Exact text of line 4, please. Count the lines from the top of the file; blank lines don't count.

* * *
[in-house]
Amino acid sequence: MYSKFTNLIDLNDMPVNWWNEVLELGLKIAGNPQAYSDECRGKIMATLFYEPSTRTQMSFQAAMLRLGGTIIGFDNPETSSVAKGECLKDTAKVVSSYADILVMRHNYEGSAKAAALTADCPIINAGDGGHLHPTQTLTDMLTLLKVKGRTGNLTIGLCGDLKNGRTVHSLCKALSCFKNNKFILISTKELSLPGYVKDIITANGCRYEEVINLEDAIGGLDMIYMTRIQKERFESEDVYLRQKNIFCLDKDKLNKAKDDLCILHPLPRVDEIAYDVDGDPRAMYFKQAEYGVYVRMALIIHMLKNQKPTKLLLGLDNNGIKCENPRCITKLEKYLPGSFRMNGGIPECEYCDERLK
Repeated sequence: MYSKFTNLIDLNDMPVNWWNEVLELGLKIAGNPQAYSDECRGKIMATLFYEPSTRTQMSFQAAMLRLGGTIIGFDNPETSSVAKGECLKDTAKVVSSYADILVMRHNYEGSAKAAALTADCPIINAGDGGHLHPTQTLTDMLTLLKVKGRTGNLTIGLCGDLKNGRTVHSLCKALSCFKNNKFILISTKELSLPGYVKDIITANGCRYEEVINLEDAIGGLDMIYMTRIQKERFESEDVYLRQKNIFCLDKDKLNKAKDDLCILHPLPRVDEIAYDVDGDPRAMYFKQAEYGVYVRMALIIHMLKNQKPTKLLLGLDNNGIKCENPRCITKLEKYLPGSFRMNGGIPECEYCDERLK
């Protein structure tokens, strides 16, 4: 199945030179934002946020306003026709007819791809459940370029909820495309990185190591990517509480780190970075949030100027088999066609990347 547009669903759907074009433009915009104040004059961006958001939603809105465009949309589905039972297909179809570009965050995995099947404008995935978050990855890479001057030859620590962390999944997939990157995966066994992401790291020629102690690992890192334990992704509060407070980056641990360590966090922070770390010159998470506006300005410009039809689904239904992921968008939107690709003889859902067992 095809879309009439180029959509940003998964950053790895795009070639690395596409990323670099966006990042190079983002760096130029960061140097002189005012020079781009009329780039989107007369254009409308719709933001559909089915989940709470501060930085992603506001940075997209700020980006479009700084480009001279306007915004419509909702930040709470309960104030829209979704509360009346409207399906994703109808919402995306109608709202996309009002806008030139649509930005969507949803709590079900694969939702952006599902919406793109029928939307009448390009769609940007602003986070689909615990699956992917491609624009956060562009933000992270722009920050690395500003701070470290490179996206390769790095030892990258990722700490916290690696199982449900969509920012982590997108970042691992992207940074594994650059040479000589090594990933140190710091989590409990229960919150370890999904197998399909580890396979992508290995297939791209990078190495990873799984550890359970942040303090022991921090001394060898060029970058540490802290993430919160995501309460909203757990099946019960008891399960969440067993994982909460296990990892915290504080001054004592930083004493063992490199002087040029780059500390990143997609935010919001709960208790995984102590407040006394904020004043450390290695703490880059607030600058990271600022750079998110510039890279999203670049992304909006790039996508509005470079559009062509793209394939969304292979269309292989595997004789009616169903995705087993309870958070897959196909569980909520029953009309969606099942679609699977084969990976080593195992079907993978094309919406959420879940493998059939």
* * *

């Protein structure tokens, strides 16, 4: 199945030179934002946020306003026709007819791809459940370029909820495309990185190591990517509480780190970075949030100027088999066609990347 547009669903759907074009433009915009104040004059961006958001939603809105465009949309589905039972297909179809570009965050995995099947404008995935978050990855890479001057030859620590962390999944997939990157995966066994992401790291020629102690690992890192334990992704509060407070980056641990360590966090922070770390010159998470506006300005410009039809689904239904992921968008939107690709003889859902067992 095809879309009439180029959509940003998964950053790895795009070639690395596409990323670099966006990042190079983002760096130029960061140097002189005012020079781009009329780039989107007369254009409308719709933001559909089915989940709470501060930085992603506001940075997209700020980006479009700084480009001279306007915004419509909702930040709470309960104030829209979704509360009346409207399906994703109808919402995306109608709202996309009002806008030139649509930005969507949803709590079900694969939702952006599902919406793109029928939307009448390009769609940007602003986070689909615990699956992917491609624009956060562009933000992270722009920050690395500003701070470290490179996206390769790095030892990258990722700490916290690696199982449900969509920012982590997108970042691992992207940074594994650059040479000589090594990933140190710091989590409990229960919150370890999904197998399909580890396979992508290995297939791209990078190495990873799984550890359970942040303090022991921090001394060898060029970058540490802290993430919160995501309460909203757990099946019960008891399960969440067993994982909460296990990892915290504080001054004592930083004493063992490199002087040029780059500390990143997609935010919001709960208790995984102590407040006394904020004043450390290695703490880059607030600058990271600022750079998110510039890279999203670049992304909006790039996508509005470079559009062509793209394939969304292979269309292989595997004789009616169903995705087993309870958070897959196909569980909520029953009309969606099942679609699977084969990976080593195992079907993978094309919406959420879940493998059939």